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Music Festival attracts 300 high school students to Yavapai College

Rob Lubbers, band director at Dobson High School, asks high school students for their best during a rehearsal.
Photo by Sue Tone.

Rob Lubbers, band director at Dobson High School, asks high school students for their best during a rehearsal.

More than 300 top high school musicians from Northern Arizona spent two and a half days at Yavapai College participating in the annual Arizona Music Educators Association’s Northwest Region Music Festival.

Practicing hard for a Saturday afternoon, Feb. 16, concert the choir, band and orchestra students rehearsed diligently in the newly reconfigured performing arts spaces at Yavapai College.

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Rita Scholz, choir director at Highland High School in Gilbert, takes her combined students through a rehearsal of “Will the Circle Be Unbroken” Feb. 15 at the Northwest Region Music Festival at Yavapai College.

This is band director Rob Lubbers’ third regional festival, and he was thrilled with the quality of talent this year’s students presented. “I am so pleased they came in prepared,” Lubbers said, adding that nearly every hand went up when he asked who had listened to a recording of any of the pieces the students would be playing this weekend.

Students receive the music two weeks ahead of time to practice their parts individually. This week they had eight hours to rehearse with fellow students from the Northwest Region — one of eight regions in Arizona — and prepare for the concert.

“They’re eager, amazing, and fun, fun, fun to work with,” Lubbers said Friday after a morning rehearsal that included “Symphonic Dance No. 3 Fiesta” by Clifton Williams.

In another large practice room, Rita Scholz rehearsed the gospel song “Will the Circle Be Unbroken” with the combined choir members. Scholz is the choir director at Highland High School in Gilbert and has been an educator for 35 years, said Amy Van Winkle, choir director for Bradshaw Mountain High School.

Every region selects the best of their best to audition for, attend and perform in the regions’ festivals. Some students then will audition for a chance to participate as an All-State music student in March.

“Most elect not to audition,” said Dan Bradstreet, music director for Prescott High School, who said, as an adult, he certainly would try out for All State, but acknowledged not many 14- to 18-year-olds want to.

The festival also is an opportunity for high school juniors and seniors to consider attending Yavapai College in its performing arts programs. About 24 students gathered over a box lunch Friday to listen to Yavapai College music professor Chris Tenney and Associate Dean of Performing Arts Dr. Craig Ralston talk up the college’s programs.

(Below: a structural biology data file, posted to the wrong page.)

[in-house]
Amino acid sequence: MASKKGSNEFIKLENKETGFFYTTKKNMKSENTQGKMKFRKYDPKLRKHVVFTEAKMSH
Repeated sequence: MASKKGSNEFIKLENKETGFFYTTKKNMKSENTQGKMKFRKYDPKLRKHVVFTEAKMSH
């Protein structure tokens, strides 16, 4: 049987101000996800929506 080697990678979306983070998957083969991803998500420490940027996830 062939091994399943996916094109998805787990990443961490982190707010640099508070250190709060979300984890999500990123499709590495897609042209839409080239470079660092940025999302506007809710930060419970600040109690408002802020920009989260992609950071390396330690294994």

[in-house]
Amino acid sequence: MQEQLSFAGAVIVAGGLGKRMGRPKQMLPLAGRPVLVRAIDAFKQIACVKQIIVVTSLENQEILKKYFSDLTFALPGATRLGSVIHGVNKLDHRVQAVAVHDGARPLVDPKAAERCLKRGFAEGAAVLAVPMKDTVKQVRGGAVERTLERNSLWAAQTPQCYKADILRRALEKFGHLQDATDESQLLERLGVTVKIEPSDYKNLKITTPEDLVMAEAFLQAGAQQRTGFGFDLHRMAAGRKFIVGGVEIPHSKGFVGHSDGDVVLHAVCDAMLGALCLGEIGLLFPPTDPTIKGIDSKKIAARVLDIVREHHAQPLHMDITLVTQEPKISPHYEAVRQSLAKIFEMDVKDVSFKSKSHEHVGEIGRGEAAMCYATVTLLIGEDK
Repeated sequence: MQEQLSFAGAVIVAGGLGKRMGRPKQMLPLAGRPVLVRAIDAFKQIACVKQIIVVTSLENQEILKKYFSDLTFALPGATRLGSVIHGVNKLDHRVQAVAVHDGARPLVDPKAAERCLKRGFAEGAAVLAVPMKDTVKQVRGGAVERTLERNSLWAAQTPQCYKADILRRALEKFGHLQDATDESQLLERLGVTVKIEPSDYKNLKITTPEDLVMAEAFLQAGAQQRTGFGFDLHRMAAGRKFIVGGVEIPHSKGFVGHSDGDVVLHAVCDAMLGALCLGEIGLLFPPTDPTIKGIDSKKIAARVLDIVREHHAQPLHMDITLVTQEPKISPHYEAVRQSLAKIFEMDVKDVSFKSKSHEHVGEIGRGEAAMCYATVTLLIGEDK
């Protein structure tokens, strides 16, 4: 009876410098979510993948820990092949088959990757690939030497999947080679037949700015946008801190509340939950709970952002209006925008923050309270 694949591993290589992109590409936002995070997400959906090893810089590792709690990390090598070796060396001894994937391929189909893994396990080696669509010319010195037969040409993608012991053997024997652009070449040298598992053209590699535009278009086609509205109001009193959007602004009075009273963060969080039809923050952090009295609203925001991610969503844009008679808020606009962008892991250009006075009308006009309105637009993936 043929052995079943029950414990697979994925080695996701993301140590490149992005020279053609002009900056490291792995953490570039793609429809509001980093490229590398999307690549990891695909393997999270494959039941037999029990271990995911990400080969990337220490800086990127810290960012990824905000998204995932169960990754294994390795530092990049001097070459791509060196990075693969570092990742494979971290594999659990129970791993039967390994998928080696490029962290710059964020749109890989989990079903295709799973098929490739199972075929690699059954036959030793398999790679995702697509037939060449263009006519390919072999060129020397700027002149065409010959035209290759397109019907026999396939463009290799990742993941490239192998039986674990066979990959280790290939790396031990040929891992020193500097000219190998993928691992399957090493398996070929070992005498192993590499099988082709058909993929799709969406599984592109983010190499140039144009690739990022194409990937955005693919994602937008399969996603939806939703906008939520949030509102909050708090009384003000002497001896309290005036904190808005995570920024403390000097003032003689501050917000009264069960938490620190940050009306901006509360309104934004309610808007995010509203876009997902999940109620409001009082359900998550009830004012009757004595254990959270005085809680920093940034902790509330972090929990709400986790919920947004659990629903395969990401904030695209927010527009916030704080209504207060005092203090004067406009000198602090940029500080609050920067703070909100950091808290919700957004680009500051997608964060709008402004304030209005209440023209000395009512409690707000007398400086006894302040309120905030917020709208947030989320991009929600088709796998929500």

“We have awesome programs, awesome fun and an awesome faculty,” Ralston said, describing the music, theatre and dance programs with both onstage and backstage experience. “We like to do big shows.”

Arlene Hardy, the festival’s choral coordinator from Yavapai College, said community colleges offer greater opportunities for students to perform in theater shows and as soloists.

Yavapai College recently announced two incentives for its students. Beginning with the Fall 2019 semester, students enrolled for 12 credits can get an additional three credits at no cost. Also, students completing a degree program by attending seven consecutive semesters, including summer sessions, will get their tuition reimbursed in what is called the “Yavapai College Promise Program.”

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Yavapai College second semester student, Tristin John, plays a jazz piece on the trombone, accompanied by Dr. Craig Ralston, for students interested in attending Yavapai College Feb. 15 at the Northwest Region Music Festival at Yavapai College.

Three students from Washington High School in Phoenix said they were definitely interested. “Prescott is different; it’s a change of pace from the city. I would consider it,” said senior Wilber De La Cruz Evangelista. Sophomore Gloria Ruvalcaba, flute player, said she likes the scenery, the weather, and, “the campus is very pretty.”

During the pitch, Tristin John, Prescott High School graduate and member of the Yavapai College Jazz Band, played a short piece on the trombone.

“The biggest thing I like about Yavapai College is the environment. The professors are extremely competent, and there is an ample amount of resources to enable us to move forward as musicians,” John said. He is in his second semester.

Maya Sharratt, Bradshaw Mountain High School graduate in her second year at Yavapai, performed a vocal piece. Both students have earned music scholarships.

For more information about the college’s performing arts programs, visit yc.edu/performingarts.

Quad-City participants in the Northwest Region Music Festival.

Prescott High School

Alora Zimmerman

Brandon Rainery

Connor Pitts

Jack English

Jesse Lall

Jonathan Tavares

Clayton Hinton

Sophia Corradi

Bree Williams

Tatum Allard

Kolob Fransworth

Oliver Arminio

Brandon Willison

Tony Gutierrez

Manti Farnsworth

Lila Keane

Noah Eder

Jacob Pettebone

Mayla Steele

Mia Davis

Ashton Rauch

Jacob Muniz

Ciara Murphy

Annie Beaupre

Sophia DeVito

Mackenna Davis

Jacob Mull

David Wauters

Salvador Blea

Samuel Davis

Brig Tipton

Emily Aranda

Makayle Thompson

Lily Hunter

Isaiah Carman

Josh Sherman

Brian Van Vorst

Simon Barbe

Bradshaw Mountain High School

Joseph Cesarini

Simon Stull

Steven Martin

Xander Leyva

Lindsey Wooten

Nathaniel Hawley

Emma Steverson

Morgan Engelby

Omelia Rohrbough

Dominick Torres

Cameo Richter

Chino Valley High School

Caitlynn Dickinson

Christian Vanister

Tri-City Prep

Rani Thompson

BASIS

Kate Miller

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